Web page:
One of the annual stories in Canadian business is the growing profits of the Canadian banks. Some people think it is obscene that in a relatively modest sized economy like Canada, the banks are the ones at the top of the list in profits - it is seen to be greedy of them to make such excessive amounts of money at the expense of struggling businesses. Other people insist that a healthy bank oligopoly is good for business because it means they have the strength to allow them to lend to small and medium sized businesses because they can still count on making money from the transactions they do for large B2B situations. Which ever way you look at, it is interesting to compare our situation to the U.S. In the U.S. the leading companies in terms of profits are manufacturers of consumer products, like General Motors, IBM etc - American banks are not so prominent on the list of profit takers. In Canada, all the major banks are right up in the top 10, top 15 in any given year over the past decade which causes some critics to say it is not right that these financial institutions should gouge our profits at a higher rate than their business clients.

Tom Hirschmann wrote an article in The Financial Post this summer (02 June 2000) titled
"Profits at Canada's Big Six Banks Balloon to 2.6 $ billion"

Hirschmann's short article is useful in pointing out that in some cases (Scotiabank and CIBC) part of the massive profits these banks make is either from activities outside Canada, or from other types of activities such as selling real-estate. CIBC for instance made $128 million after-tax gains from the sale of seven real estate properties.

discussed in class #6, October 11th
Industry associations are one of the best sources of information about an industry as a whole. Often these associations produce discussion papers and PR material to explain to government and the public, the opinions and business positions of their members.
you will find several links on the CBA web site to pieces of information. Some of these are "backgrounders" which associations use to explain particular issues to the public and government, some of the other pieces are written about e-commercein general for the audiences that might be people wanting to know the CBA's position in the industry.
This article deals with the generalities of "buying and selling on the Net", and includes some bar chart images from the accounting firms. Most of the article is about how important e-commerce is and how fast it is growong and all the different things we can do with e-commerce.

The article is what we call a "catch all" covering things from the perspective of the business owner, as well as the customer. They even have a point form list of
"On-Line Shopping Tips"

This section is called by the CBA
"Glossary of Terms"
but as you will find, it is written for a very "junior" audience, meaning people who have only a introductory understanding of the Net. The fact that the list contains such simple terms illustrates that the CBA thinks most of the people using this portion of the web site are almost complete "newbies" to the web
WTGR This section is titled
"Consumer and Business Issues"
Not surprisingly, the CBA ranks security and privacy concerns at the top. The way this section is written is to convince the reader that although this is a concern, it is being dealt with and you should feel confidence in going online and buying lots of products with your credit card which will help make the banks and their credit card processing agents even richer!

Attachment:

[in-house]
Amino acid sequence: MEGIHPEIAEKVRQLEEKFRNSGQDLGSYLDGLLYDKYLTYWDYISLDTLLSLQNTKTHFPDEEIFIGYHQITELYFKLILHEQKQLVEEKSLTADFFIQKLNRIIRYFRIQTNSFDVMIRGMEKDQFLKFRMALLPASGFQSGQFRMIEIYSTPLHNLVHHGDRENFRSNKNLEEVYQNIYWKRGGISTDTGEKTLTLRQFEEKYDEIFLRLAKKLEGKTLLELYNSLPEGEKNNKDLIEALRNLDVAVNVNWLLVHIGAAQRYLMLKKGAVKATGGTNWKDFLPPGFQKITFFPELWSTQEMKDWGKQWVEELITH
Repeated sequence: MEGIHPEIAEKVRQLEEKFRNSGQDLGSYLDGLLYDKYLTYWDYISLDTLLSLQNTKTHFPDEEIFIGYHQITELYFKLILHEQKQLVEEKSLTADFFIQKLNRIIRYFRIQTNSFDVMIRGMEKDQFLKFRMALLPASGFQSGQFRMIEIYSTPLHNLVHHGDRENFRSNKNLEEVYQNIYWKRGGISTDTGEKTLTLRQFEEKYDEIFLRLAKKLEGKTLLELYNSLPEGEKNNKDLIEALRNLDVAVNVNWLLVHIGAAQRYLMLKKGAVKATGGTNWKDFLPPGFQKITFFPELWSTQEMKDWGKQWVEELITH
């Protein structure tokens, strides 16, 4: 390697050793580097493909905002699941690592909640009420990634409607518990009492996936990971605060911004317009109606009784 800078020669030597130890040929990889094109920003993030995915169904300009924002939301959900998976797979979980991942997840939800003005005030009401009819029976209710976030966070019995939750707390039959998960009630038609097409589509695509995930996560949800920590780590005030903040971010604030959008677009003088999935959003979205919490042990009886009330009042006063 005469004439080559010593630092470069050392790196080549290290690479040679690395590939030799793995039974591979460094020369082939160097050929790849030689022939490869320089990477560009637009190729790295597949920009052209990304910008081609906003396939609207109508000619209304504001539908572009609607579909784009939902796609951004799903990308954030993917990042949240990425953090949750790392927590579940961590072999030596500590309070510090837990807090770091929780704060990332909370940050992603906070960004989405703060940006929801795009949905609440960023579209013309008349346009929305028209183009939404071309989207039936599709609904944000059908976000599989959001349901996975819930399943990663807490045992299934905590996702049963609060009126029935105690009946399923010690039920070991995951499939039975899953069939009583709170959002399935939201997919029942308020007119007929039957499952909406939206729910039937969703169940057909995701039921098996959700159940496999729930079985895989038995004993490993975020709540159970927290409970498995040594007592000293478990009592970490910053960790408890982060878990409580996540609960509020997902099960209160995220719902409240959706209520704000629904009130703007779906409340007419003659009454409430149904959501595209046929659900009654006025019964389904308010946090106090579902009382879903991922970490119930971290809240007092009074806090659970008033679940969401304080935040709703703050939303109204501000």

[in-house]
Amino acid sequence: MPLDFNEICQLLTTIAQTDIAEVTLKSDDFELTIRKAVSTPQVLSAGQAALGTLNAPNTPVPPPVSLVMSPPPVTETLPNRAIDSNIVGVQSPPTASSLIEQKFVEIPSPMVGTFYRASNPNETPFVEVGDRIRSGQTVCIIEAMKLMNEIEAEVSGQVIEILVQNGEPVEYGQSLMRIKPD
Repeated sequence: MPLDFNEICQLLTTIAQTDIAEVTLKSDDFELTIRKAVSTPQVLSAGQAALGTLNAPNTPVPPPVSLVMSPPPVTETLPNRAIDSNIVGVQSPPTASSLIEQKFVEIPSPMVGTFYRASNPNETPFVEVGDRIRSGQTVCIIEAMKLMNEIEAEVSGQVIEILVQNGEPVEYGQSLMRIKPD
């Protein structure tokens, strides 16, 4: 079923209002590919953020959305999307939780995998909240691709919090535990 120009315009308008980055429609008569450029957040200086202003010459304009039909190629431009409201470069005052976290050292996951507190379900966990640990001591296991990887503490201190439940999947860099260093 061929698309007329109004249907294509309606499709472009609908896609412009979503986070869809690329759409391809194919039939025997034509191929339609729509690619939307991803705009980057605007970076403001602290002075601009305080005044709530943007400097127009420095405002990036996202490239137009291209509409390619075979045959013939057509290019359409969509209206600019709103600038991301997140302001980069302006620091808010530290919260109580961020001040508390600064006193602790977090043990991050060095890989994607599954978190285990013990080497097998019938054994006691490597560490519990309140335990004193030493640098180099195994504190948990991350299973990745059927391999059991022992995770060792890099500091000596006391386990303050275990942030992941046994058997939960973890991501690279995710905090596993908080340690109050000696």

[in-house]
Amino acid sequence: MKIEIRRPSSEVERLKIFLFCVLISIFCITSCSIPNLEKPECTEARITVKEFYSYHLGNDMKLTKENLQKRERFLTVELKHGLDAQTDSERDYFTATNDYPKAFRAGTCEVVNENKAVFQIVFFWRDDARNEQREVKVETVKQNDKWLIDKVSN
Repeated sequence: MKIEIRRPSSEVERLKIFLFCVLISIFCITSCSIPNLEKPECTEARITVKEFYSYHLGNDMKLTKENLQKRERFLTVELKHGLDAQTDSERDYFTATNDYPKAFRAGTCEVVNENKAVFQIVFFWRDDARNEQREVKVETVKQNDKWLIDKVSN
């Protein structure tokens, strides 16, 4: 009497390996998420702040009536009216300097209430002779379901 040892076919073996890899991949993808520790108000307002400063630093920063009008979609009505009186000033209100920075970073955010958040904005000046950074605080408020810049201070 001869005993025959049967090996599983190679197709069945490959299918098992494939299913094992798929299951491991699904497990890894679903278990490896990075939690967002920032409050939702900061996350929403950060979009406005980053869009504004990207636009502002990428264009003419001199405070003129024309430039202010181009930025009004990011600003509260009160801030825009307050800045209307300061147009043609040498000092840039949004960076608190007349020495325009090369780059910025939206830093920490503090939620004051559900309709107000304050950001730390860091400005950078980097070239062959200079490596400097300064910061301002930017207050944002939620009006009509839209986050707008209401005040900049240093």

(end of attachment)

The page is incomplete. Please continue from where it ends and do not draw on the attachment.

(they also quote extensively from the Angus Reid Group)
WTGR One thing associations do often is hold events for members and non-members. Some of these events are educational oriented, such as seminars.
There is one event in Toronto, contact is
Gwen Bailey, 
Scarborough Chamber of Commerce 
ph: 416-439-4140 ext. 223

Since so many of these events are TBA and registration is relatively low, maybe the CBA might be interested in assistance from some e-commerce students!

October 11th
continued adding in, and updating

Our 2000 matrix describing E-commerce and the Canadian banks services to business Our 2000 matrix describing E-commerce and the Canadian banks services to individuals




The Canadian banks have  had many challenges dealing with the new demands of e-business. Part of the problem is that these demands require solutions which are not core strengths of the banks.
The banks have dealt with this inadequacy in two ways
1. creating new departments in their subsidiary companies to address the new e-business needs
2. buy, merge with, ally with other companies who have existing (or newly existing) capabilities which  the new e-business is using

In this section we will look at some of the alliances that have developed and also read about some of the acquisitions the banks made to add more capability.




It is hard to talk about banking services in North America in the year 2000, without mentioning the hype and enthusiasm that individual people have gained for taking control of their own investments and new found savings to be active in trading stocks.

All of the Canadian banks are active in facilitating stock trading to some degree. Although it may be disputed, TD's subsidiary TD Waterhouse has taken a leadership role especially with people that have modest amounts of money and want to do some day trading.

Although the banks are trying to also carve out a niche to provide information about business, with which people can use to trade - other companies in the private sector are being created that focus more directly on stock price information and it is worthwhile to mention some.

One of canada's busiest internet sites is
Vancouver based provides information to investors by having researchers cull thousands of internet sites looking for tips on company activity, then posting the information on StockHouse. People who use the service find it helpful to see "aggregated" information which they might not have time to find themselves.

StockHouse has 130 people and has sites and offices in Canada, United States, Australia, China and the U.K.

Stockhouse also acts like a portal by selling advertising to stock market related companies who are attracted to the many hits this site gets each day.

An annotated list of books on daytrading